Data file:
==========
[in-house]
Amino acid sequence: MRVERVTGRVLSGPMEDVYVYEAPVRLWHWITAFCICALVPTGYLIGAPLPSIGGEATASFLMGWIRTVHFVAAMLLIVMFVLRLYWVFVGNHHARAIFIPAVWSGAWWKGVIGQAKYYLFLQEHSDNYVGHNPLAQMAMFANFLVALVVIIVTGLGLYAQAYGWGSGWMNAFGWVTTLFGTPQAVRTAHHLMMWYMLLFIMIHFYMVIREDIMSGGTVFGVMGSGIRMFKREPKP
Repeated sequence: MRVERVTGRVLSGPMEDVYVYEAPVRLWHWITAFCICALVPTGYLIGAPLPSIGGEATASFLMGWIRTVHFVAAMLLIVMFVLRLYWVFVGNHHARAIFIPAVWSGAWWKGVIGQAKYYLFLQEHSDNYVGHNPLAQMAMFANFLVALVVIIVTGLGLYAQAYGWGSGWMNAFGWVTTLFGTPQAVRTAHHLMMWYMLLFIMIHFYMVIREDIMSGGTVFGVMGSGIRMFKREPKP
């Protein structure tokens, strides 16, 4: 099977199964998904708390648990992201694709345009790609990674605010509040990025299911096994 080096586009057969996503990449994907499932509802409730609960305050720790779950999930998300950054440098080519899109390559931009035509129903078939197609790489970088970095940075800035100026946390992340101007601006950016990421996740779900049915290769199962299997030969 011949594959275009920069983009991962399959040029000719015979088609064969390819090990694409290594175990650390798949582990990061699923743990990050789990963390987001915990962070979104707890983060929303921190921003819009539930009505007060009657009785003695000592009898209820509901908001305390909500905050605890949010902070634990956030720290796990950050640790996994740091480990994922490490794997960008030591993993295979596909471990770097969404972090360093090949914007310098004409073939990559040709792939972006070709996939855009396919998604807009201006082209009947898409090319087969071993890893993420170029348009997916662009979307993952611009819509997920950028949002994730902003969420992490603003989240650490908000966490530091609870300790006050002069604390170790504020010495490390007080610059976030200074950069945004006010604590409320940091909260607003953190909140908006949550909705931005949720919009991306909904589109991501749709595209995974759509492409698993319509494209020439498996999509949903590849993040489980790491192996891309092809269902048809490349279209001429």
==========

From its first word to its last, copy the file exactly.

[in-house]
Amino acid sequence: MRVERVTGRVLSGPMEDVYVYEAPVRLWHWITAFCICALVPTGYLIGAPLPSIGGEATASFLMGWIRTVHFVAAMLLIVMFVLRLYWVFVGNHHARAIFIPAVWSGAWWKGVIGQAKYYLFLQEHSDNYVGHNPLAQMAMFANFLVALVVIIVTGLGLYAQAYGWGSGWMNAFGWVTTLFGTPQAVRTAHHLMMWYMLLFIMIHFYMVIREDIMSGGTVFGVMGSGIRMFKREPKP
Repeated sequence: MRVERVTGRVLSGPMEDVYVYEAPVRLWHWITAFCICALVPTGYLIGAPLPSIGGEATASFLMGWIRTVHFVAAMLLIVMFVLRLYWVFVGNHHARAIFIPAVWSGAWWKGVIGQAKYYLFLQEHSDNYVGHNPLAQMAMFANFLVALVVIIVTGLGLYAQAYGWGSGWMNAFGWVTTLFGTPQAVRTAHHLMMWYMLLFIMIHFYMVIREDIMSGGTVFGVMGSGIRMFKREPKP
């Protein structure tokens, strides 16, 4: 099977199964998904708390648990992201694709345009790609990674605010509040990025299911096994 080096586009057969996503990449994907499932509802409730609960305050720790779950999930998300950054440098080519899109390559931009035509129903078939197609790489970088970095940075800035100026946390992340101007601006950016990421996740779900049915290769199962299997030969 011949594959275009920069983009991962399959040029000719015979088609064969390819090990694409290594175990650390798949582990990061699923743990990050789990963390987001915990962070979104707890983060929303921190921003819009539930009505007060009657009785003695000592009898209820509901908001305390909500905050605890949010902070634990956030720290796990950050640790996994740091480990994922490490794997960008030591993993295979596909471990770097969404972090360093090949914007310098004409073939990559040709792939972006070709996939855009396919998604807009201006082209009947898409090319087969071993890893993420170029348009997916662009979307993952611009819509997920950028949002994730902003969420992490603003989240650490908000966490530091609870300790006050002069604390170790504020010495490390007080610059976030200074950069945004006010604590409320940091909260607003953190909140908006949550909705931005949720919009991306909904589109991501749709595209995974759509492409698993319509494209020439498996999509949903590849993040489980790491192996891309092809269902048809490349279209001429």